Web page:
This year, I've spent a number of weekends tending to the gardens that line the front, side and back yards of our house. Until last week, we had experienced a cool and sometimes wet spring, weather that helps weeds and vines as much as it does bushes and flowers.
Anyone who has tried to maintain a garden knows the routine: till, plant, cultivate, trim, weed, repeat. There's a healthy balance in how often you "repeat." Done too often, you feel like all you do is invest in the promise of a garden. Done too little, you wind up with a tree growing through your fence.
Plants offer a persistent reminder that we're just visiting the land. Invasive sets of barbed vines take over the back fence each spring, are removed in a homeowner assault, only to return, sometimes before the end of summer.
Behind our house, trees planted as saplings 17 years ago have grown to give the entire back yard its afternoon shade. In 1995, I had no sense that we'd still be here in 2012, but I planted the trees anyway.
I remember the hours it took to dig through dense, packed clay to create a hole with enough nutrients to sustain even those small trees. There were three, one for each of the kids, all of whom still claim to know which tree was planted in their honor.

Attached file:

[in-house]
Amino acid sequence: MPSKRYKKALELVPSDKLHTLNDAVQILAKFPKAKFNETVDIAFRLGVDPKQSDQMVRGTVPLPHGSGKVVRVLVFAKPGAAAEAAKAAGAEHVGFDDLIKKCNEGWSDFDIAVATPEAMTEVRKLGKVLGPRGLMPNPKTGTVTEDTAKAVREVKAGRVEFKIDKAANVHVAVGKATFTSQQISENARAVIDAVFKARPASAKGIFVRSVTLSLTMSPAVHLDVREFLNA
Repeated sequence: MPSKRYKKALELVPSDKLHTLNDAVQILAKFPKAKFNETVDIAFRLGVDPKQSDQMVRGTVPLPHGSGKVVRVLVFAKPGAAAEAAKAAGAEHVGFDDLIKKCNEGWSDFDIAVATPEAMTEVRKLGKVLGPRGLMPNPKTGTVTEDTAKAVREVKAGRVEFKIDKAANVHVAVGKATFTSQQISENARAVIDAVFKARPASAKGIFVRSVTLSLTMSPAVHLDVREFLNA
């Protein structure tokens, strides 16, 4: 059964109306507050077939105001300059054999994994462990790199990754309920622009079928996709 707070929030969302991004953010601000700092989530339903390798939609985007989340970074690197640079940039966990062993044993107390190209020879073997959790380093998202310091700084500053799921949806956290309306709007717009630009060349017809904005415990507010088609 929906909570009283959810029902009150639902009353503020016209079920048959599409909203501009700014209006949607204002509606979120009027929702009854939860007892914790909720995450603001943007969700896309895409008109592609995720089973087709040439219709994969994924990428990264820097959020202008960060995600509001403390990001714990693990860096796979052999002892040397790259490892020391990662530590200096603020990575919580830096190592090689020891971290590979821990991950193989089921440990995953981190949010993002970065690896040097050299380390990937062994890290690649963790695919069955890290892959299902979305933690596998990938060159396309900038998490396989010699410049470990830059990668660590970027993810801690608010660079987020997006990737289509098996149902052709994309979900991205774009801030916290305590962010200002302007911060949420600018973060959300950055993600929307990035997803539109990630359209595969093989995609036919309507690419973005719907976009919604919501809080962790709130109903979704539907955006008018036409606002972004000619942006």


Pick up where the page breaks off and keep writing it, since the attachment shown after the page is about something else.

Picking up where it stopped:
Last fall, a late-October snowstorm damaged all three trees, one badly. The weight of the snow, carried by leaves that were weeks from dropping, snapped an eight-inch branch from the trunk of the tree closest to the house, taking our electricity with it.
Power was restored a few days later, but the damaged trees are still healing, slowly. I was hoping they'd bounce back, but trees take time.
Gardens take time, too. Time, and a bit of protection from an overzealous dog. They are an investment that provides benefits in the mid-term and value, when the time comes to sell this little piece of New Jersey.
It's easy to stretch a metaphor, and I have been guilty of that a few times this year. But gardening does feel a bit like journalism, a point made quite well by Sean Roach, who told of his experience with AOL's Patch in the March/April issue of Columbia Journalism Review.
Both gardening and journalism require investments (well) ahead of dividends. Tended, each can become sustaining. But the benefits of a garden accrue to the owner; the benefits of local journalism accrue to the community.
It seems clear to me that ad-driven (traffic) strategies for online journalism are unlikely to generate enough revenue to sustain a high-quality effort. The financial success of traffic-driven sites masks an overreliance on free labor and opinion disguised as expertise.
Ultimately, news consumers need to be willing to pay for reported information. Unrewarded, investors go elsewhere. Cause and effect can be elusive, but I think communities of any size are worse off when their gardens go untended.